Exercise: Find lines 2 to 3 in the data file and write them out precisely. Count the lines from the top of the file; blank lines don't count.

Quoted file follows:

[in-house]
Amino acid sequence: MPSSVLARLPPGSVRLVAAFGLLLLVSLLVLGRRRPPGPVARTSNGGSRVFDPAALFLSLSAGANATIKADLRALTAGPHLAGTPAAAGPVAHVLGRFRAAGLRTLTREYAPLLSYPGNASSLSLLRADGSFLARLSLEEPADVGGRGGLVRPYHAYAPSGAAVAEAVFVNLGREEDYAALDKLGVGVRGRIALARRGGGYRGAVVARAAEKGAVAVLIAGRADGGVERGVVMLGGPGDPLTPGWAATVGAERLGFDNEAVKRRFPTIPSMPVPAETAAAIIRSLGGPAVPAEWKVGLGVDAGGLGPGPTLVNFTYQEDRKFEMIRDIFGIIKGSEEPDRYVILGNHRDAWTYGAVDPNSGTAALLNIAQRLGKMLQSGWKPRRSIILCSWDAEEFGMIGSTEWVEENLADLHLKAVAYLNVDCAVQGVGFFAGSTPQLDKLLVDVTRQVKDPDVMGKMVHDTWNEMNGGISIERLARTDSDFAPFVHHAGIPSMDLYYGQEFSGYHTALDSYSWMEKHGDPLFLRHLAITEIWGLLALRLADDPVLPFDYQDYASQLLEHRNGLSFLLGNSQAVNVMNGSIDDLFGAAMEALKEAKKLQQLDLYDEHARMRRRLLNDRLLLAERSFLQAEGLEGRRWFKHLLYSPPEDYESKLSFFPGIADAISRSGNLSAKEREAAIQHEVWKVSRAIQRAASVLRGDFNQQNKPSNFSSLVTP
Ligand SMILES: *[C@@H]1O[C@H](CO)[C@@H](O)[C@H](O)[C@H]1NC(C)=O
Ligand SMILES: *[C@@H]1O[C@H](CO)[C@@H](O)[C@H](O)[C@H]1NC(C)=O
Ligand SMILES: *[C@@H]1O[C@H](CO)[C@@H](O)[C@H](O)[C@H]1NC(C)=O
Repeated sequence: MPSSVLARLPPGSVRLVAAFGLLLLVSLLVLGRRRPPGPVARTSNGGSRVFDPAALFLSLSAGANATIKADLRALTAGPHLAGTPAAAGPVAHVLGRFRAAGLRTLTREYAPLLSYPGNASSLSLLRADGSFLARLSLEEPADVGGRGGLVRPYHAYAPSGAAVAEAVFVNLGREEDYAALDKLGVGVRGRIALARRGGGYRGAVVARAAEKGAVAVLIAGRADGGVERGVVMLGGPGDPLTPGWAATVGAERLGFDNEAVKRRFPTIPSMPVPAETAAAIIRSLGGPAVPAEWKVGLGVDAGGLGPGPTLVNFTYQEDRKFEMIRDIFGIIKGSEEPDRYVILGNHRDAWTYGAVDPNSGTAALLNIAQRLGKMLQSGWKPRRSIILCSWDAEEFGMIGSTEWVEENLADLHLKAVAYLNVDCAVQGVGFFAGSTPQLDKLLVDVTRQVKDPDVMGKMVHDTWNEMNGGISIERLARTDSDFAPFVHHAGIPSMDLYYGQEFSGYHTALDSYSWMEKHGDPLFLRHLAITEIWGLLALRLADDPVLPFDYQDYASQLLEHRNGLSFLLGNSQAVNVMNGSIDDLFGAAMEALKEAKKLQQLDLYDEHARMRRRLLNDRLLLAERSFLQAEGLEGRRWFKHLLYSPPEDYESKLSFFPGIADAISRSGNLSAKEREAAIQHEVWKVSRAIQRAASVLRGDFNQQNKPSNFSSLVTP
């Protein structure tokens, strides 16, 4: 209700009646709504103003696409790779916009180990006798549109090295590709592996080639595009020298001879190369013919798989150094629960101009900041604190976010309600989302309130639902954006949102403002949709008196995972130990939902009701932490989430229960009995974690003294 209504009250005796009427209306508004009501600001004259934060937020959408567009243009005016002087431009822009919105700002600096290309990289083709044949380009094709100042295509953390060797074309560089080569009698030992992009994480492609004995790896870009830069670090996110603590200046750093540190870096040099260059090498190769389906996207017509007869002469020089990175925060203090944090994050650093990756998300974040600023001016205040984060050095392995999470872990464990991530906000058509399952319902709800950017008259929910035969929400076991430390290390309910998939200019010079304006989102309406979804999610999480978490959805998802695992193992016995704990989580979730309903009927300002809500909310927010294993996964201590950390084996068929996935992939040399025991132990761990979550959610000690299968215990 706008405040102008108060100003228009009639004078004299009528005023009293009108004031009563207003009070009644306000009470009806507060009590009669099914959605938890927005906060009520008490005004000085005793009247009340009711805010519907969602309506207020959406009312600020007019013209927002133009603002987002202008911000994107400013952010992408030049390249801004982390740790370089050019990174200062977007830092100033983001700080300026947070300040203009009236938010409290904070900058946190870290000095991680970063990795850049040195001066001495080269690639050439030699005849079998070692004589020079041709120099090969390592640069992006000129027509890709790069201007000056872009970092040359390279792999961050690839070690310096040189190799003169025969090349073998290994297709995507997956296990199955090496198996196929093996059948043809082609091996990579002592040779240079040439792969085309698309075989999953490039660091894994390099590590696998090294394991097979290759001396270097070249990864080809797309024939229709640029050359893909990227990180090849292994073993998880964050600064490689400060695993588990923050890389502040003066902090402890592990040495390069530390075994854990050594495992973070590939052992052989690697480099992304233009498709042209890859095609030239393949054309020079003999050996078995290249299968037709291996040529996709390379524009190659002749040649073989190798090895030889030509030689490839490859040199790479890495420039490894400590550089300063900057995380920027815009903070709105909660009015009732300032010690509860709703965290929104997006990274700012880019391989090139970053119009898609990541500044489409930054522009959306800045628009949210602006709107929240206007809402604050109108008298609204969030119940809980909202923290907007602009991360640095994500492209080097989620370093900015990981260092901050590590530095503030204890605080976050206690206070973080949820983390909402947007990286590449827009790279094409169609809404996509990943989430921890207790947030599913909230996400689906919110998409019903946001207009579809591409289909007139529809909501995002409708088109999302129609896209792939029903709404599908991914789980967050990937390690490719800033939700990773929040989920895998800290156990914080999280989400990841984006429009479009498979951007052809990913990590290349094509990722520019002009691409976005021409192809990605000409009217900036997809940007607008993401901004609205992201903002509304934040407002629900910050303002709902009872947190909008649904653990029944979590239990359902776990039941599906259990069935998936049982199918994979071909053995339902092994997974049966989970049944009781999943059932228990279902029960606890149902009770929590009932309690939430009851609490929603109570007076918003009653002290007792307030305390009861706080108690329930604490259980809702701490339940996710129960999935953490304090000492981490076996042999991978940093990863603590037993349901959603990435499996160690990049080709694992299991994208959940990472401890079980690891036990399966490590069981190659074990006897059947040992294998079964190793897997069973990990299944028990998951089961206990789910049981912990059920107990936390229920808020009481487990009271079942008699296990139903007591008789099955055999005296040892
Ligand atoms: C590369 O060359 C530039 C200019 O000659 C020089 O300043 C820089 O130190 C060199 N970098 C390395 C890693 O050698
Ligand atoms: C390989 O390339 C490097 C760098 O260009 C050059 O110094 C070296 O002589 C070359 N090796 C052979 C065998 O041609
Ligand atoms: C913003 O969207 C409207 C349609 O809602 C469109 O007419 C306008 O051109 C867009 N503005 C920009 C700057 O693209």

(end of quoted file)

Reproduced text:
Amino acid sequence: MPSSVLARLPPGSVRLVAAFGLLLLVSLLVLGRRRPPGPVARTSNGGSRVFDPAALFLSLSAGANATIKADLRALTAGPHLAGTPAAAGPVAHVLGRFRAAGLRTLTREYAPLLSYPGNASSLSLLRADGSFLARLSLEEPADVGGRGGLVRPYHAYAPSGAAVAEAVFVNLGREEDYAALDKLGVGVRGRIALARRGGGYRGAVVARAAEKGAVAVLIAGRADGGVERGVVMLGGPGDPLTPGWAATVGAERLGFDNEAVKRRFPTIPSMPVPAETAAAIIRSLGGPAVPAEWKVGLGVDAGGLGPGPTLVNFTYQEDRKFEMIRDIFGIIKGSEEPDRYVILGNHRDAWTYGAVDPNSGTAALLNIAQRLGKMLQSGWKPRRSIILCSWDAEEFGMIGSTEWVEENLADLHLKAVAYLNVDCAVQGVGFFAGSTPQLDKLLVDVTRQVKDPDVMGKMVHDTWNEMNGGISIERLARTDSDFAPFVHHAGIPSMDLYYGQEFSGYHTALDSYSWMEKHGDPLFLRHLAITEIWGLLALRLADDPVLPFDYQDYASQLLEHRNGLSFLLGNSQAVNVMNGSIDDLFGAAMEALKEAKKLQQLDLYDEHARMRRRLLNDRLLLAERSFLQAEGLEGRRWFKHLLYSPPEDYESKLSFFPGIADAISRSGNLSAKEREAAIQHEVWKVSRAIQRAASVLRGDFNQQNKPSNFSSLVTP
Ligand SMILES: *[C@@H]1O[C@H](CO)[C@@H](O)[C@H](O)[C@H]1NC(C)=O